DOBBINS AIR RESERVE BASE, Ga. – The year is 1968. A young child plays in the green grassy front yard of a Los Angeles home. Without warning, two fighter jets roar into view. As the boy looks on in wonder, the speeding twin aircraft swerve toward him in unison, blast overhead, and vanish again into the cobalt-blue California sky. All that’s left behind is a thin trail of exhaust dissipating in the summer heat. Patrick Campbell’s life would never be the same.
“From that moment on, you couldn’t take that (amazement) away from me,” said Col. Patrick E. Campbell, 22nd Air Force director of operations, who retired earlier this week after a 34-year career full of twists and turns of its own. Most remarkably, Campbell successfully applied for an age waiver to keep his dream alive.
An age waiver for officers isn’t uncommon, Campbell explained. His case was different, however, as he applied after he turned 60. He’s also a flyer, which is even more challenging due to the strict health requirements. His approval process required approval from both Lt. Gen. Richard Scobee, Chief of Air Force Reserves, and the Secretary of the Air Force Barbara M. Barrett.
“I chose to extend because I felt I was not ready to go,” said the colonel. “There was much to do and, indeed, after I retire, there will be plenty of things for my replacement to do. Also, I wanted to see our Airmen deploy in January and then to be here when they returned in June. I felt that would be a fitting end to my career.”
Reflecting on the time he watched those two jets fly overhead, Campbell remembered making the connection that his father was in the Air Force as were the two jets. He never had the opportunity to discuss the military with his father though, since he tragically died due to kidney complications when Campbell was only three years old, but seeing a photo of his father in an Air Force uniform provided the initial inspiration Campbell needed to become a military aviator.
“Everybody knew from junior high to high school that I was going to join the Air Force,” said Campbell.
The colonel turns 62 this month, but you wouldn’t know it by the way he carries himself. He’s a self-proclaimed talker who will energetically discuss new ideas with anyone who will listen. He’s also an innovator. He spearheaded the development of the first mobile app used at the 94th Airlift Wing.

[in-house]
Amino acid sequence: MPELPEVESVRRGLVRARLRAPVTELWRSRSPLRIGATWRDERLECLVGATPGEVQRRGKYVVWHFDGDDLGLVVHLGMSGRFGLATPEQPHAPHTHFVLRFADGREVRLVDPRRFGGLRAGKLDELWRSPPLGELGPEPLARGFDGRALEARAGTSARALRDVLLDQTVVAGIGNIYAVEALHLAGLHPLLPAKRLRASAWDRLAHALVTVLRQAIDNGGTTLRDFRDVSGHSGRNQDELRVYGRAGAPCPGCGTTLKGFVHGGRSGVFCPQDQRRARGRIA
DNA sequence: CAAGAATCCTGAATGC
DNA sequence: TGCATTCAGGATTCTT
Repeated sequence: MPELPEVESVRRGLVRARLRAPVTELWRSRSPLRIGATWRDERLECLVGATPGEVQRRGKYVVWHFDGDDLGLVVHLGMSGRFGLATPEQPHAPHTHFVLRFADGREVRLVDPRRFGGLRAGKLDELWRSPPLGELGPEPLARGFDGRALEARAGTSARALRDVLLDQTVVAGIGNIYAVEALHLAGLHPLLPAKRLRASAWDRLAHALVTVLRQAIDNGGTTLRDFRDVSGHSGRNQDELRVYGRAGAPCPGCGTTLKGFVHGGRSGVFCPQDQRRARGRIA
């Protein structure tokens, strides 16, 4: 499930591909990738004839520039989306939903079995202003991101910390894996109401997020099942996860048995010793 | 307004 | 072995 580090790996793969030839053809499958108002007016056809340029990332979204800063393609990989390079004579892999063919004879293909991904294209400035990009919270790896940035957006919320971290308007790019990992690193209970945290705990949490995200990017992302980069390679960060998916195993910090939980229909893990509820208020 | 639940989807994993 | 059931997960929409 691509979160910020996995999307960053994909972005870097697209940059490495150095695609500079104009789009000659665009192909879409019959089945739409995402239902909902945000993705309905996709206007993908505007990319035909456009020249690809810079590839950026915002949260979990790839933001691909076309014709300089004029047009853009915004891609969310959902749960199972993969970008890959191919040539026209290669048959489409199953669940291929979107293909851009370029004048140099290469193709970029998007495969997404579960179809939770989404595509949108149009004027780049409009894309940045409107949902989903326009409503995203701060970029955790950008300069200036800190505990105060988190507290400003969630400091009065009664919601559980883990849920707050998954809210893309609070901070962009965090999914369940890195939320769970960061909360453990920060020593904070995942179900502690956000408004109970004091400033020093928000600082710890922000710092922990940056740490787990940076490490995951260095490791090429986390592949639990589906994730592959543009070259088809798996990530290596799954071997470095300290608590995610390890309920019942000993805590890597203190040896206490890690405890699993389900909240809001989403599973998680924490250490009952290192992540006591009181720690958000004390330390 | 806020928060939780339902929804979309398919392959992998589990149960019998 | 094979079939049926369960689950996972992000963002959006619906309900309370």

From his new office here at the 22nd Air Force Headquarters, Campbell reflects on the highs and lows of his career, which he credits as being equally responsible for molding him into the commander he is today.
Campbell was initially rejected by the Air Force Academy, but attended a preparatory school and later transferred into the Academy. Upon graduation, he attended flight training, but washed out after having difficulties landing.
At this point, fate played a major role in Campbell’s future as he and the others who washed out were to be transferred to working with missiles. One by one, each of his peers received orders for missile assignments, but Campbell’s orders were nowhere to be found. He asked about his orders, and the school discovered an error and realized they had never been processed. As a result, Campbell wasn’t scheduled to attend missile training with the others. Instead, he got orders for navigator training at Mather Air Force Base, California.
“Had it happened in October, I would’ve been at Malmstrom in a silo someplace,” said Campbell. “But since it happened in December, I got to go to Mather in January.”
He believes now that if his fate were different he wouldn’t have made a career out of the Air Force.
Upon arrival to navigator training, Campbell told himself he’d never wash out of anything again. And with that, he excelled at navigator training and graduated at the top of his class.
Although he admits failing out of pilot training brought him to tears, he recognizes the importance that failure made in shaping him.
“What you and everybody else sees when they see a successful person is really the summation of all those years of life and those hard lessons learned prior to that moment,” Campbell explained. “If some of those events didn’t happen, the person you see wouldn’t be the same person.”
After graduating, his childhood dream finally came true. He was now flying high in the sky in the backseat of a supersonic jet as an electronic warfare officer on the F-4G Wild Weasel, a variant of the F-4 Phantom equipped with anti-radiation missiles used for taking out enemy air defenses and radars. The Wild Weasel flies ahead of a formation to bait enemy radars, and once the enemy takes the bait and turns on their radars, the pilot fires anti-radiation missiles to destroy it, allowing the rest of the formation to enter the airspace undetected.